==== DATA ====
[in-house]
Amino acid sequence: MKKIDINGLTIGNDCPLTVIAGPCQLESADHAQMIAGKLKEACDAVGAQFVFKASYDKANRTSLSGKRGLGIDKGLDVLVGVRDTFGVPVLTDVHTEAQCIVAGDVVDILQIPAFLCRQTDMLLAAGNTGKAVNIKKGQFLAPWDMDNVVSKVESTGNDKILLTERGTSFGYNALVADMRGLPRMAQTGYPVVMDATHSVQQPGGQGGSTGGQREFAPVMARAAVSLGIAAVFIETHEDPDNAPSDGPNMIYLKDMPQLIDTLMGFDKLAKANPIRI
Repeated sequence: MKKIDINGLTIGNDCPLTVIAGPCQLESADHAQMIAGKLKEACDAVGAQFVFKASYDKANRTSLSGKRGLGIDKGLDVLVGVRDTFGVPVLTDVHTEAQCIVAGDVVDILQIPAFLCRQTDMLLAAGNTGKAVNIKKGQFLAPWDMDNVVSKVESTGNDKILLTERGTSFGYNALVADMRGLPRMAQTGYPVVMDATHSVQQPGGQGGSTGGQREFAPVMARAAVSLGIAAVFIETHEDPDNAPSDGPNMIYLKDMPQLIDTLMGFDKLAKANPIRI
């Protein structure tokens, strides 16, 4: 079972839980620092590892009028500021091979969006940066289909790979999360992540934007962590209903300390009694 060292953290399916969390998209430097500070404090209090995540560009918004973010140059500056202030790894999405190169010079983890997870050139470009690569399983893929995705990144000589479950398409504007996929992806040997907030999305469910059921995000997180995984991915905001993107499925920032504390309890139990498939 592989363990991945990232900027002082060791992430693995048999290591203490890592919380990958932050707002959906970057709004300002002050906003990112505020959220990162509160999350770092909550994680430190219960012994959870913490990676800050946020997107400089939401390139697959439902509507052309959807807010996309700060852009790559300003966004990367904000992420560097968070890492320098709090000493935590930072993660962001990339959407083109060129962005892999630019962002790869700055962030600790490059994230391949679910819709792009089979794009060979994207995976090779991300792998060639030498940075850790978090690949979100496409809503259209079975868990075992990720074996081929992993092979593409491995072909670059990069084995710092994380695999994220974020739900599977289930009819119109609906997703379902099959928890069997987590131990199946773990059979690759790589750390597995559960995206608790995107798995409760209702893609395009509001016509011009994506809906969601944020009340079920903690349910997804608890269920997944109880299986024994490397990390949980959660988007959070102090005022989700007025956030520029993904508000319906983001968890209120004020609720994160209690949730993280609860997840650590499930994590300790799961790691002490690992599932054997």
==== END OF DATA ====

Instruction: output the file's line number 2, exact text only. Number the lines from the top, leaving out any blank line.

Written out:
Amino acid sequence: MKKIDINGLTIGNDCPLTVIAGPCQLESADHAQMIAGKLKEACDAVGAQFVFKASYDKANRTSLSGKRGLGIDKGLDVLVGVRDTFGVPVLTDVHTEAQCIVAGDVVDILQIPAFLCRQTDMLLAAGNTGKAVNIKKGQFLAPWDMDNVVSKVESTGNDKILLTERGTSFGYNALVADMRGLPRMAQTGYPVVMDATHSVQQPGGQGGSTGGQREFAPVMARAAVSLGIAAVFIETHEDPDNAPSDGPNMIYLKDMPQLIDTLMGFDKLAKANPIRI